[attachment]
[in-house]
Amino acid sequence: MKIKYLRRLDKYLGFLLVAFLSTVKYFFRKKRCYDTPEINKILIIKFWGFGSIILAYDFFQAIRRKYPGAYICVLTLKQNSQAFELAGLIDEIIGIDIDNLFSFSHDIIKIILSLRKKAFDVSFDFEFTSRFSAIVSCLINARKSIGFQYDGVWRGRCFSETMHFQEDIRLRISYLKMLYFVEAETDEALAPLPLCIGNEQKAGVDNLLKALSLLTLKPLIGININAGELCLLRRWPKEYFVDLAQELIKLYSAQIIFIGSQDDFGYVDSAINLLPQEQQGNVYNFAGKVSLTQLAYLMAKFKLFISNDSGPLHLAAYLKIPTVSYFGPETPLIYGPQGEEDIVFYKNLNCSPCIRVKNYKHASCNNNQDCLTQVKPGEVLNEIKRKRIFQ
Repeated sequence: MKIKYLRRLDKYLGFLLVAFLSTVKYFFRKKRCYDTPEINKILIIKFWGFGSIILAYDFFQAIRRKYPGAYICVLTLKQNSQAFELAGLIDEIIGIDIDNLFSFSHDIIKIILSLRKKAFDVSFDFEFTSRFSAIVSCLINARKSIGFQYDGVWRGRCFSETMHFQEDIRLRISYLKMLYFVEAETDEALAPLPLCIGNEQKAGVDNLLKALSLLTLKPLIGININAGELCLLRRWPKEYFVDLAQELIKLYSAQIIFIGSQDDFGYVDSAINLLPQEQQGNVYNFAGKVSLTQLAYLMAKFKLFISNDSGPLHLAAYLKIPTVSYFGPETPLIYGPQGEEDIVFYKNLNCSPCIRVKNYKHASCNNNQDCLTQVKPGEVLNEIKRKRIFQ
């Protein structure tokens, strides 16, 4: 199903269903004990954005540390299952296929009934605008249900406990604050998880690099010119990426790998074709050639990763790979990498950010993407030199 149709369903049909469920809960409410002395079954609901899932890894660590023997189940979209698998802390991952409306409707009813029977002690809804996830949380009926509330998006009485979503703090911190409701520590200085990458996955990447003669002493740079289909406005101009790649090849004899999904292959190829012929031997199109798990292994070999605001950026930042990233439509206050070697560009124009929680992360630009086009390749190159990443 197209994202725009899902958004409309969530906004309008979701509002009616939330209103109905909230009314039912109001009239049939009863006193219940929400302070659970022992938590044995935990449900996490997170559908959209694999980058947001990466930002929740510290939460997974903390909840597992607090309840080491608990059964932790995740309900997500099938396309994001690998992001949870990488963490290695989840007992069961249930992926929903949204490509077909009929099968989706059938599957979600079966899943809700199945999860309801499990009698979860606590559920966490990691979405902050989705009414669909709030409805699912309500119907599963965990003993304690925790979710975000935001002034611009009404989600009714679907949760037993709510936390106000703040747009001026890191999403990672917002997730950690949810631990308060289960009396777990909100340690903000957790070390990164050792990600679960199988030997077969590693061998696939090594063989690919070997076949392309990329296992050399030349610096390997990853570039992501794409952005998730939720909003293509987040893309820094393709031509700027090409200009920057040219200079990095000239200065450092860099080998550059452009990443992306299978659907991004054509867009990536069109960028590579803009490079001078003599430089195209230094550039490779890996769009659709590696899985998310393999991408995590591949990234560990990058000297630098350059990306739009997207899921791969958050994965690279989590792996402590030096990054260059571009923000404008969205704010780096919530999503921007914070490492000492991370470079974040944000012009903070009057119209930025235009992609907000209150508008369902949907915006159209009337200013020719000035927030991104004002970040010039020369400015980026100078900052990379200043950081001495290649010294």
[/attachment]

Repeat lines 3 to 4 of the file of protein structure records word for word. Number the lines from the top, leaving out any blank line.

Repeated sequence: MKIKYLRRLDKYLGFLLVAFLSTVKYFFRKKRCYDTPEINKILIIKFWGFGSIILAYDFFQAIRRKYPGAYICVLTLKQNSQAFELAGLIDEIIGIDIDNLFSFSHDIIKIILSLRKKAFDVSFDFEFTSRFSAIVSCLINARKSIGFQYDGVWRGRCFSETMHFQEDIRLRISYLKMLYFVEAETDEALAPLPLCIGNEQKAGVDNLLKALSLLTLKPLIGININAGELCLLRRWPKEYFVDLAQELIKLYSAQIIFIGSQDDFGYVDSAINLLPQEQQGNVYNFAGKVSLTQLAYLMAKFKLFISNDSGPLHLAAYLKIPTVSYFGPETPLIYGPQGEEDIVFYKNLNCSPCIRVKNYKHASCNNNQDCLTQVKPGEVLNEIKRKRIFQ
């Protein structure tokens, strides 16, 4: 199903269903004990954005540390299952296929009934605008249900406990604050998880690099010119990426790998074709050639990763790979990498950010993407030199 149709369903049909469920809960409410002395079954609901899932890894660590023997189940979209698998802390991952409306409707009813029977002690809804996830949380009926509330998006009485979503703090911190409701520590200085990458996955990447003669002493740079289909406005101009790649090849004899999904292959190829012929031997199109798990292994070999605001950026930042990233439509206050070697560009124009929680992360630009086009390749190159990443 197209994202725009899902958004409309969530906004309008979701509002009616939330209103109905909230009314039912109001009239049939009863006193219940929400302070659970022992938590044995935990449900996490997170559908959209694999980058947001990466930002929740510290939460997974903390909840597992607090309840080491608990059964932790995740309900997500099938396309994001690998992001949870990488963490290695989840007992069961249930992926929903949204490509077909009929099968989706059938599957979600079966899943809700199945999860309801499990009698979860606590559920966490990691979405902050989705009414669909709030409805699912309500119907599963965990003993304690925790979710975000935001002034611009009404989600009714679907949760037993709510936390106000703040747009001026890191999403990672917002997730950690949810631990308060289960009396777990909100340690903000957790070390990164050792990600679960199988030997077969590693061998696939090594063989690919070997076949392309990329296992050399030349610096390997990853570039992501794409952005998730939720909003293509987040893309820094393709031509700027090409200009920057040219200079990095000239200065450092860099080998550059452009990443992306299978659907991004054509867009990536069109960028590579803009490079001078003599430089195209230094550039490779890996769009659709590696899985998310393999991408995590591949990234560990990058000297630098350059990306739009997207899921791969958050994965690279989590792996402590030096990054260059571009923000404008969205704010780096919530999503921007914070490492000492991370470079974040944000012009903070009057119209930025235009992609907000209150508008369902949907915006159209009337200013020719000035927030991104004002970040010039020369400015980026100078900052990379200043950081001495290649010294």